Rethinking ‘Always On’

At dinner the other night, I could’ve sworn I was eating in an Internet café and not a restaurant. At one point in the meal, everyone in my six-person group was furiously typing out a message to someone not at the table. We were social zombies, alone together. I wondered why we even bothered showing up, when eating alone at home would’ve had the same effect.

The restaurant staff seemed to be having the same issue as our table: In between taking wine orders and clearing tables, servers and busboys sneaked quick peeks at their phones. Restaurant managers, understandably, don’t take kindly to this, creating a game of digital cat and mouse. Given the grip our phones have on our lives, how can we possibly un-tether ourselves?

A possible solution can be found in E.M. Forster’s 1909 science fiction story “The Machine Stops,” which provides an early vision to what today’s mobile Web would become. He describes an uninhabitable Earth where people are confined to individual pods and provided all of their bodily needs via an omnipotent Machine. Instead of hunting and gathering, they devote time to communicating thoughts and ideas via the Machine’s “speaking apparatus.”

There’s one key difference that stands out between Forster’s century-old dystopian vision and how we live in 2013: His pods came equipped with an “isolation button,” which turned off all communication save for one conversation, allowing the inhabitant to focus on the present.

This simple act of intimacy, focusing on one person or one conversation at a time, has largely been lost with the widespread adoption of smartphones. Family dinners are lost to email and teenage texting. Vacations, once the archetype of disconnection, are spent checking how many likes that horseback riding photo has garnered.

Smartphones are incredibly useful and convenient for navigating our lives, but the boundaries of their usefulness have been lost. In order to focus on the world in front of us instead of the world in our pockets and purses, we need an isolation button.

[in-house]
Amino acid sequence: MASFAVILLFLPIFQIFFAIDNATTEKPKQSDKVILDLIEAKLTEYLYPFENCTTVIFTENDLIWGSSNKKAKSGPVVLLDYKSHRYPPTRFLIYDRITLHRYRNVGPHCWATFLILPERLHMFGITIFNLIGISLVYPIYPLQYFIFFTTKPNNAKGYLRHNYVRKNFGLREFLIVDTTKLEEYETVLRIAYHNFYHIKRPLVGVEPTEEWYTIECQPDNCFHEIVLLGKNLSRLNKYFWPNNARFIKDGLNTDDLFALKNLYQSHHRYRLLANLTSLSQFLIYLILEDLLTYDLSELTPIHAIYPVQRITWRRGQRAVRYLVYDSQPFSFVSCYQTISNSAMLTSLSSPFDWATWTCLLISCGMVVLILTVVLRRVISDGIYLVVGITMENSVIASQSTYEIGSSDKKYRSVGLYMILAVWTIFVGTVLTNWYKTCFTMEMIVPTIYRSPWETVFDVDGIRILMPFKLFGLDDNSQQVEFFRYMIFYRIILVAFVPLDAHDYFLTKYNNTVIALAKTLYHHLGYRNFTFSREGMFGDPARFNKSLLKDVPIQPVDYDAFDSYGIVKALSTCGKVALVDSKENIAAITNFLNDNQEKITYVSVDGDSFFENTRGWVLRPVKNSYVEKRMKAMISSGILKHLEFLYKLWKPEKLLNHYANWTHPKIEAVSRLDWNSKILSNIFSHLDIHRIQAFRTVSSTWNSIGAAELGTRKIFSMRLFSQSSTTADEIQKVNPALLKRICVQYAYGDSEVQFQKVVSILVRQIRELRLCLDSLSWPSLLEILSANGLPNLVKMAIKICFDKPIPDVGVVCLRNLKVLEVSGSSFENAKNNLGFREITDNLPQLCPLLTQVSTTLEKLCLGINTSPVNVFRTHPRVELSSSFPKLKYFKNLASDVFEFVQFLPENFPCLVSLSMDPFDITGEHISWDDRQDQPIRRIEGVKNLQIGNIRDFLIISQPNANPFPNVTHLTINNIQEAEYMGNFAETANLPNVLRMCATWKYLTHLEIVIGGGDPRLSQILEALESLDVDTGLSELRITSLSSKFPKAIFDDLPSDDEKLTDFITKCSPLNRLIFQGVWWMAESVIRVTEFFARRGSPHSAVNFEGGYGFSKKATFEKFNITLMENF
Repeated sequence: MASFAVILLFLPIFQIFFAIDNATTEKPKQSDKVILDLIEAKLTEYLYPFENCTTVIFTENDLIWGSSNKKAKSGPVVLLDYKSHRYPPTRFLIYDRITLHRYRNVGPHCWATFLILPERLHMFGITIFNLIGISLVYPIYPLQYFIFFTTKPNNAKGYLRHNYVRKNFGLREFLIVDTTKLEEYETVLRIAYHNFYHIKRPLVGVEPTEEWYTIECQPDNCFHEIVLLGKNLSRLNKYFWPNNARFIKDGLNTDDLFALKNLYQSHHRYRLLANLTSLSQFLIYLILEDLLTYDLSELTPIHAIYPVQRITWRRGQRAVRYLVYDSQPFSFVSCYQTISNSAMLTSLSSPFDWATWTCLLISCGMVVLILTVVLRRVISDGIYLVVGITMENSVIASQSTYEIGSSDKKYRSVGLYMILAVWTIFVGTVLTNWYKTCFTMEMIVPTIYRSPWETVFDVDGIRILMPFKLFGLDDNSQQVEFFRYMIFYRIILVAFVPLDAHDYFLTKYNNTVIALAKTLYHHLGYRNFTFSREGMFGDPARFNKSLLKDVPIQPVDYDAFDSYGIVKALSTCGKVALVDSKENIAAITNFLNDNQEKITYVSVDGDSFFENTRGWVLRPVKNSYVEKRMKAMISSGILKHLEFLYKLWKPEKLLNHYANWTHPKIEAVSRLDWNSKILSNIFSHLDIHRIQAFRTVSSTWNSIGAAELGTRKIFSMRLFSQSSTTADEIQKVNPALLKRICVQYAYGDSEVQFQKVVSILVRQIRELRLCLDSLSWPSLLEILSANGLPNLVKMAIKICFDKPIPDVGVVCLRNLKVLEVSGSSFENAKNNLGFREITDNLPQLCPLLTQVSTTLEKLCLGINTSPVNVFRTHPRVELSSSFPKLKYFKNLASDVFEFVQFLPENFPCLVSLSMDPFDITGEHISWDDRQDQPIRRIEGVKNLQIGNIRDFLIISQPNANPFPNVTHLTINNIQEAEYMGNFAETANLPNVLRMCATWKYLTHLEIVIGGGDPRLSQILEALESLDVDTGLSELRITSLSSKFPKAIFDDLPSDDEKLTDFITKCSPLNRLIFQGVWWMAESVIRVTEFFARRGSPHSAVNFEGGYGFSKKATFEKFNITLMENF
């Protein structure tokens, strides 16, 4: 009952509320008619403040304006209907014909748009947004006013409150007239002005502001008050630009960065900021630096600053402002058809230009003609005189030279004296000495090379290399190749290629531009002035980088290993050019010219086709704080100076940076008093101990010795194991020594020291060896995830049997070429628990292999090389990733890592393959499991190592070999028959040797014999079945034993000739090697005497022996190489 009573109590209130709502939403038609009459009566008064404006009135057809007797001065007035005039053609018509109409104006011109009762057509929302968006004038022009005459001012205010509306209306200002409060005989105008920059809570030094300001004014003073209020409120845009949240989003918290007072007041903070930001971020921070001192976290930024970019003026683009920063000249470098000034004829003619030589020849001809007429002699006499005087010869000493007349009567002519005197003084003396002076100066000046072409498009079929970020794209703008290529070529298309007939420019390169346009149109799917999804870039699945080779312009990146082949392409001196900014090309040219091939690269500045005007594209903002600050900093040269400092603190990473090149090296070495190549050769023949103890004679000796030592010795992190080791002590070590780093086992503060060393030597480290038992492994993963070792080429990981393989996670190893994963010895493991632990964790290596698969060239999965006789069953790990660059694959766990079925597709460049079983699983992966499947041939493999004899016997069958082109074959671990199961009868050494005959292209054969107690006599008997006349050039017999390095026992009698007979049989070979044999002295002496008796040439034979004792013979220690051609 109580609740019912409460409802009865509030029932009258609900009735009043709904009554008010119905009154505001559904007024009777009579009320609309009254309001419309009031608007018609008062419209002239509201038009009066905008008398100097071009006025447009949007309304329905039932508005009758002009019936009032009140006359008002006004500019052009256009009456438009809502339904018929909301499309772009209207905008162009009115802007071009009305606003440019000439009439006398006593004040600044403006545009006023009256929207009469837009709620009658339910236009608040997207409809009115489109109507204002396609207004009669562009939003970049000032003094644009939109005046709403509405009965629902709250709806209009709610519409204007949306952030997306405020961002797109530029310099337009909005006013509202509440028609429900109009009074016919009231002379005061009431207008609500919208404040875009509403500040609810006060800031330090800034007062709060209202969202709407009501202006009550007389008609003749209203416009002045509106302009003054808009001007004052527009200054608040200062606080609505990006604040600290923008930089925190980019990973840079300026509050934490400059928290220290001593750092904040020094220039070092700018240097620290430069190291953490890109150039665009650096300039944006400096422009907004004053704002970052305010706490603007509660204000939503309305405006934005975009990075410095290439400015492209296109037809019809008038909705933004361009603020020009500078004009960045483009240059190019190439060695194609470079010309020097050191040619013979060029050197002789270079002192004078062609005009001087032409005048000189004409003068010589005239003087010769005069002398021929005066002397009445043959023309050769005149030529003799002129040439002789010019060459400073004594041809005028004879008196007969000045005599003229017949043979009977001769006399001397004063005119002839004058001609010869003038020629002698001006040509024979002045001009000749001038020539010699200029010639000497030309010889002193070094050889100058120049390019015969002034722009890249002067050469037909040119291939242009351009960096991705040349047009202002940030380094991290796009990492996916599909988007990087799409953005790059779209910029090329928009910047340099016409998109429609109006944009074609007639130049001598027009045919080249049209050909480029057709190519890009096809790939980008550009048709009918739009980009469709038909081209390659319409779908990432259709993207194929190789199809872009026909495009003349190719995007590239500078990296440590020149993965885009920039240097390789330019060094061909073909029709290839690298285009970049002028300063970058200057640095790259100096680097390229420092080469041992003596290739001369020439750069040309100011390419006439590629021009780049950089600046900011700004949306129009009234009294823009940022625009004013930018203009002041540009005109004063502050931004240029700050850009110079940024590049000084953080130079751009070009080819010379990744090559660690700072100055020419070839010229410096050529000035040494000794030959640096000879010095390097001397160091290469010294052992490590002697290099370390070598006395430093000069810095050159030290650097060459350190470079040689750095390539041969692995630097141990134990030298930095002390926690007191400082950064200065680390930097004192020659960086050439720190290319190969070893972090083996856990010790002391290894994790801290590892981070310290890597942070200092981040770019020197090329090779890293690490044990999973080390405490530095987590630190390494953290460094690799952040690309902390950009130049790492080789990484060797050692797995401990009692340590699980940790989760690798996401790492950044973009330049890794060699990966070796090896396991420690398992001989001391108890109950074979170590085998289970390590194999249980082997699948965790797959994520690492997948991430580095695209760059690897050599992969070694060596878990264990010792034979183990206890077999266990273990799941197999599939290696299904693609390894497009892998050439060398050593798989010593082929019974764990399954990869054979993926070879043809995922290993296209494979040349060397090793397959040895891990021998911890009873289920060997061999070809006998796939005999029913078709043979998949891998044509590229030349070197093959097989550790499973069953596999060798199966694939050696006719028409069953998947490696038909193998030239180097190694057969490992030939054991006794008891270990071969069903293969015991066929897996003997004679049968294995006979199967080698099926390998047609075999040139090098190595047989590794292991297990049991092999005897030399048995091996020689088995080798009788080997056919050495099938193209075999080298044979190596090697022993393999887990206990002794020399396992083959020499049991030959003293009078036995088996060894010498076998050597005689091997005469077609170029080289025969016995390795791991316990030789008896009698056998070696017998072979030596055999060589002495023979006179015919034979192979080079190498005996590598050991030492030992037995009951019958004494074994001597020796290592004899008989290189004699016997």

Disconnecting from our phones would help us reclaim space and time that’s been eaten up by a stream of texts, calls and notifications. Imagine enjoying an evening at home free from the distraction of work email, or a date uninterrupted by someone retweeting the photo you just tweeted of the kale Caesar salad with pugliese croutons.

Unfortunately, deciding to disconnect is just half the battle. Truly “checking out” requires that your friends, family, and colleagues know that you’re unreachable and to respect your privacy.

This is a big challenge when the purchase of many new phones comes with the condition of reachability attached. This may be the original sin of cellphone addiction. Companies give their employees phones with the implicit assumption that they always be reachable. Being “always on” is then seen as a badge of honor, locking employees in competition to send emails at the oddest possible hour of the night. Who hasn’t received an inconsequential email at 3 in the morning? What ever happened to sleep, and to the great unicorn of work-life balance?

Unfortunately for us, “always on” now extends past the factory gates. Our social lives have been invaded by high expectations of communication. People who don’t reliably respond to calls or text are tagged as flaky at best, and sketchy at worst. How does this leave any room for focusing on the present? Personal time and space seem to have evaporated into thin air.

Changing social norms to make disconnecting from our phones socially acceptable will take some work, but the benefits to be won are clear. Taking ownership of our time, rather than taking orders from a smartphone, will allow us time to think and roam free. Once un-tethered from the digital leash, we may find our self-induced ADD melting away. Our work, our friendships, our stress levels will all thank us.

We can own the upside of a smartphone’s convenience without the downside of being always on call. I’m ready for an isolation button. Are you?


source; Huffington Post – Healthy Living – by David Krevitt and Noah Levy

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